The Western Canon: The Books and School of the AgesHardback
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- Publisher: Warner Books
- Format: Hardback | 560 pages
- Dimensions: 152mm x 226mm x 33mm | 590g
- Publication date: 30 September 1995
- Publication City/Country: New York
- ISBN 10: 1573225142
- ISBN 13: 9781573225144
- Edition statement: Riverhead.
- Sales rank: 27,253
Harold Bloom explores our Western literary tradition by concentrating on the works of twenty-six authors central to the Canon. He argues against ideology in literary criticism; he laments the loss of intellectual and aesthetic standards; he deplores multiculturalism, Marxism, feminism, neoconservatism, Afrocentrism, and the New Historicism. Insisting instead upon "the autonomy of the aesthetic, " Bloom places Shakespeare at the center of the Western Canon. Shakespeare has become the touchstone for all writers who come before and after him, whether playwrights poets or storytellers. In the creation of character, Bloom maintains, Shakespeare has no true precursor and has left no one after him untouched. Milton, Samuel Johnson, Goethe, Ibsen, Joyce, and Beckett were all indebted to him; Tolstoy and Freud rebelled against him; and Dante, Wordsworth, Austen, Dickens, Whitman, Dickinson, Proust, the modern Hispanic and Portuguese writers Borges, Neruda, and Pessoa are exquisite examples of how canonical writing is born of an originality fused with tradition. Bloom concludes this provocative, trenchant work with a complete list of essential writers and books - his vision of the Canon.
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Harold Bloom is a Sterling Professor of Humanities at Yale University and a former Charles Eliot Norton Professor at Harvard. As "The Paris Review" has pointed out, "no critic in the English language since Samuel Johnson has been more prolific." His more than thirty books include "The Best Poems of the English Language," "The Art of Reading Poetry," and "The Book of J." He is a MacArthur Prize Fellow, a member of the American Academy of Arts and Letters, and the recipient of many awards and honorary degrees, including the Academy's Gold Medal for Belles Lettres and Criticism, the International Prize of Catalonia, and the Alfonso Reyes Prize of Mexico. Alfred Kazin has said, "Bloom is all literature, (he) positively lives it," and "The New York Times" called him "the most original literary critic in America." He lives in New Haven and New York.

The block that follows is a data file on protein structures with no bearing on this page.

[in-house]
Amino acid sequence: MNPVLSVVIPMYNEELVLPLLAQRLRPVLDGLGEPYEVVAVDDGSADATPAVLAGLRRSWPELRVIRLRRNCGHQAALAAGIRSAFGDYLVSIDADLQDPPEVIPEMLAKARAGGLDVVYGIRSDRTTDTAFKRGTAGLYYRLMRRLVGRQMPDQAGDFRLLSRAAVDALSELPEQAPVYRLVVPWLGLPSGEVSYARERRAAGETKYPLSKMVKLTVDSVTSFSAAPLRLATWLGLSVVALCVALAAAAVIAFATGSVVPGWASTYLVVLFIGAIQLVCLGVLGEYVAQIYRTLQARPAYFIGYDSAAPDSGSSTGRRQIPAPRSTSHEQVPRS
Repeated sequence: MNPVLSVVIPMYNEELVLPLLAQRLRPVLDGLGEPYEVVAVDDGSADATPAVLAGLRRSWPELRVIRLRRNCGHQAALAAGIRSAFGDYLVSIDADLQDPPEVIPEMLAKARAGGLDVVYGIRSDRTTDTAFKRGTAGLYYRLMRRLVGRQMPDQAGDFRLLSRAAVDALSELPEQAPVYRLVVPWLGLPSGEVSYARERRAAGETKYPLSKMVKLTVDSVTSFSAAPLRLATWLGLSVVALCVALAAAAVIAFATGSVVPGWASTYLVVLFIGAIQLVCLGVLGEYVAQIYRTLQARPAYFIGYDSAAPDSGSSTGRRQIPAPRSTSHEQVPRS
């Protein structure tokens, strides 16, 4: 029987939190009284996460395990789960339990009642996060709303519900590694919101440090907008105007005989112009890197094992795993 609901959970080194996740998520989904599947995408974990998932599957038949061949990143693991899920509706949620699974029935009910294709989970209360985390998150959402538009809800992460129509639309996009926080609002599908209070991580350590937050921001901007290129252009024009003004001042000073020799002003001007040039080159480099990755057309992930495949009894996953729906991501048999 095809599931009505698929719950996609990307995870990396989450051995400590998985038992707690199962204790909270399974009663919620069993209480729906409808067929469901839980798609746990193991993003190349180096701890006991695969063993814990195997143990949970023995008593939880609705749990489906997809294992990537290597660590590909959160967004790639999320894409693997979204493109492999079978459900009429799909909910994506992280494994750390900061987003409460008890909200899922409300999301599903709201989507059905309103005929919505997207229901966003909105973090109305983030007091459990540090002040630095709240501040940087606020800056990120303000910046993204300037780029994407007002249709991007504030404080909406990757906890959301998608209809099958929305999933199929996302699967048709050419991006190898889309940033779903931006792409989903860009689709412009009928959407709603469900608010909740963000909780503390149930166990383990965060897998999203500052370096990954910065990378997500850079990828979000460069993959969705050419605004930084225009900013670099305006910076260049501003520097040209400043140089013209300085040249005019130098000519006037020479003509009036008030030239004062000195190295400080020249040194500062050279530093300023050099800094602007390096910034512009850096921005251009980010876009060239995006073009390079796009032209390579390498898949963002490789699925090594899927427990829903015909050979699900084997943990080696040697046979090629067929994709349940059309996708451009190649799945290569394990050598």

Table of contents
Preface and Prelude I. On the Canon 1. An Elegy for the Canon II. The Aristocratic Age 2. Shakespeare, Center of the Canon 3. The Strangeness of Dante: Ulysses and Beatrice 4. Chaucer: The Wife of Bath, the Pardoner, and Shakespearean Character 5. Cervantes: The Play of the World 6. Montaigne and Molière: The Canonical Elusiveness of the Truth 7. Milton's Satan and Shakespeare 8. Dr. Samuel Johnson, the Canonical Critic 9. Goethe's Faust, Part Two: The Countercanonical Poem III. The Democratic Age 10. Canonical Memory in Early Wordsworth and Jane Austen's Persuasion 11. Walt Whitman as Center of the American Canon 12. Emily Dickinson: Blanks, Transports, the Dark 13. The Canonical Novel: Dickens's Bleak House, George Eliot's Middlemarch 14. Tolstoy and Heroism 15. Ibsen: Trolls and Peer Gynt IV. The Chaotic Age 16. Freud: A Shakespearian Reading 17. Proust: The True Persuasion of Sexual Jealousy 18. Joyce's Agon with Shakespeare 19. Woolf's Orlando: Feminism as the Love of Reading 20. Kafka: Canonical Patience and "Indestructability" 21. Borges, Neruda, and Pessoa: Hispanic-Portuguese Whitman 22. Beckett...Joyce...Proust...Shakespeare V. Cataloging the Canon 23. Elegiac Conclusion Appendixes: A. The Theocratic Age B. The Aristocratic Age C. The Democratic Age D. The Chaotic Age: A Canonical Prophecy Index